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Four insights on APAC shopping behaviours

When it was first launched in 2020, the dunnhumby Consumer Pulse survey gave a snapshot of changing shopping behaviours as a result of the pandemic. Using findings from 400 shoppers in individual countries, each survey tracks trends and shows changing habits to help retailers adopt a ‘customer first’ approach. Additional ‘waves’ have given us the opportunity to continue analysing changing behaviours, comparing global markets as the recovery from COVID-19 continues.

Here we draw on findings from Wave 8 of the survey to identify four key shopping behaviours in the Asia-Pacific region, which covers Australia, China, Malaysia, New Zealand, Thailand and Japan. Specifically, how COVID-19, inflation and other factors outside of the retail environment are impacting customers and their shopping habits.

We’re not back to normal yet – but people want to be there.

 

Our survey shows that while concerns about COVID-19 are declining (despite the recent surge in infections), most do not feel we are back to normal yet – but people want to be there.

The ‘worry index’ – a measure of concern about COVID-19 – has dropped globally and is as low as 11% in China and 16% in Australia, although it has risen slightly in Japan and Malaysia in line with increased cases.

However, some of the adaptive behaviors are changing, with people making more trips to stores and restaurants.

trips to store each week

In APAC, people are making most trips in Thailand (10.6 per week) and China (9.9 per week).

Retailers should be mindful of the dual nature of the market. People want to feel normal and in some countries many no longer feel stores are doing a good job in how they are handling the virus. Yet others are still concerned about being infected while shopping and about unvaccinated shoppers.

Customers think inflation is even higher than actual figures.

 

Food inflation remains a concern and even more significant for retailers is perceived inflation, where many shoppers think that food inflation is even worse than actual figures largely due to continued media coverage.

On average worldwide, people over-estimate the actual inflation rate by 14 points, although this fluctuates between APAC countries from Thailand (26.4 points) to China (4.9 points).

One result of perceived inflation is that shoppers are continuing to demonstrate value seeking behaviours, such as using coupons, buying products on offer or shopping online for sales. However, whilst value-seeking behaviour is still the dominant approach to shopping, it has decreased slightly and people seem to be less focused on a specific strategy for shopping. The question for the future is whether this attitude will continue if prices continue to rise.

Inflation is high but dramatically over-estimated

People combine online and in-store shopping – but make more trips to stores.

 

One of the most interesting shifts during the peak of COVID-19 was the rise of online shopping and it is important to note the long-term trend around shopping behaviours and frequencies.

In the latest wave of our survey, data shows that about half of people shop both online and in-store, but in-store accounts for most trips. Satisfaction with online shopping is at the same level as in-store shopping, but the number who say they will increase online shopping is declining.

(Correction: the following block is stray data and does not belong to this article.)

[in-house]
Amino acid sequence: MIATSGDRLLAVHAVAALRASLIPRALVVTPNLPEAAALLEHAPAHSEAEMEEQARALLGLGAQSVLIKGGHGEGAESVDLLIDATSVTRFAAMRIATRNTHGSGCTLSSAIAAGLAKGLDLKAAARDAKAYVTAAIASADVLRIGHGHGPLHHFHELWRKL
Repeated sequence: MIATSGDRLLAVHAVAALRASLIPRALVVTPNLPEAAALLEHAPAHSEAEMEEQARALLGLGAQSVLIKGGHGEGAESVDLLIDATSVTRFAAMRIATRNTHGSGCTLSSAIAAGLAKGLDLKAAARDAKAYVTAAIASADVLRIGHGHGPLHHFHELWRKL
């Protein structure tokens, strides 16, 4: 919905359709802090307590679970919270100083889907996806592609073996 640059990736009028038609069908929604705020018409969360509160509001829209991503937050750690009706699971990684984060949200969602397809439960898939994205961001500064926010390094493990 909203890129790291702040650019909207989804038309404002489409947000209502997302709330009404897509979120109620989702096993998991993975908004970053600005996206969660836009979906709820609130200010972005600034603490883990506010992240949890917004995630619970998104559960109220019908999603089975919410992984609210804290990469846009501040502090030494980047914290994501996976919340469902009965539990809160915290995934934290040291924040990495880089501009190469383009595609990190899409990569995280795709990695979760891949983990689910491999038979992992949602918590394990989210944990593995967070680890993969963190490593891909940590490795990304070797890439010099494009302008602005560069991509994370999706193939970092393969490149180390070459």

Satisfaction for in-store and online shopping

Satisfaction with online shopping (with delivery)

Health is an important trend – but not all health-conscious shoppers are on a diet.

 

Across all APAC countries, health is an important shopping trend as increasing numbers of customers recognise the benefits of healthy shopping for healthy eating. The primary benefit cited by people is that “eating healthy makes me feel good”, suggesting the reward is an emotional one.

This trend is more evident in Malaysia and China, where exactly half of all shoppers are categorised as ‘health-focused’ shoppers, which means they agreed with three or more positive health statements. In Japan, this is figure is around a third (34%). Interestingly, under half of global respondents are actually on any form of diet.

Retailers should be aware that there is little or no difference in demographic between health-focused shoppers and non-health-focused. Identifying those people among customers will depend on transactional data using solutions like those provided by dunnhumby.

% who show focus on health by country

% who show focus on health by country

 

At this present time of perhaps the highest inflationary rates in Shoppers’ lives and likely our professional careers, Retailers and Suppliers need to be thinking and activating to keep up with Customer demands. These extraordinary times call for an exceptional understanding of and focus on how Shopper needs and buying habits are undergoing even further changes post Covid. Utilising valuable data is the answer to unlocking these.

We recommend the following five steps that CPGs and Retailers should be taking now, both internally within their business and in collaboration with each other.

  1. Refresh your Shopper Understanding and Strategy
  2. Focus on the right categories and products, according to Shoppers
  3. Ensure competitiveness on the right items to protect your value perception
  4. Rebalance how prices and promotions work together to deliver real value
  5. Help Shoppers find smarter and easier alternatives

Even though we see differences in how the increase in food prices impacts each market, the challenge we are facing together, both as retailers and CPG’s, is that the customer perception already far precedes the reality and shopper’s perception is reality.

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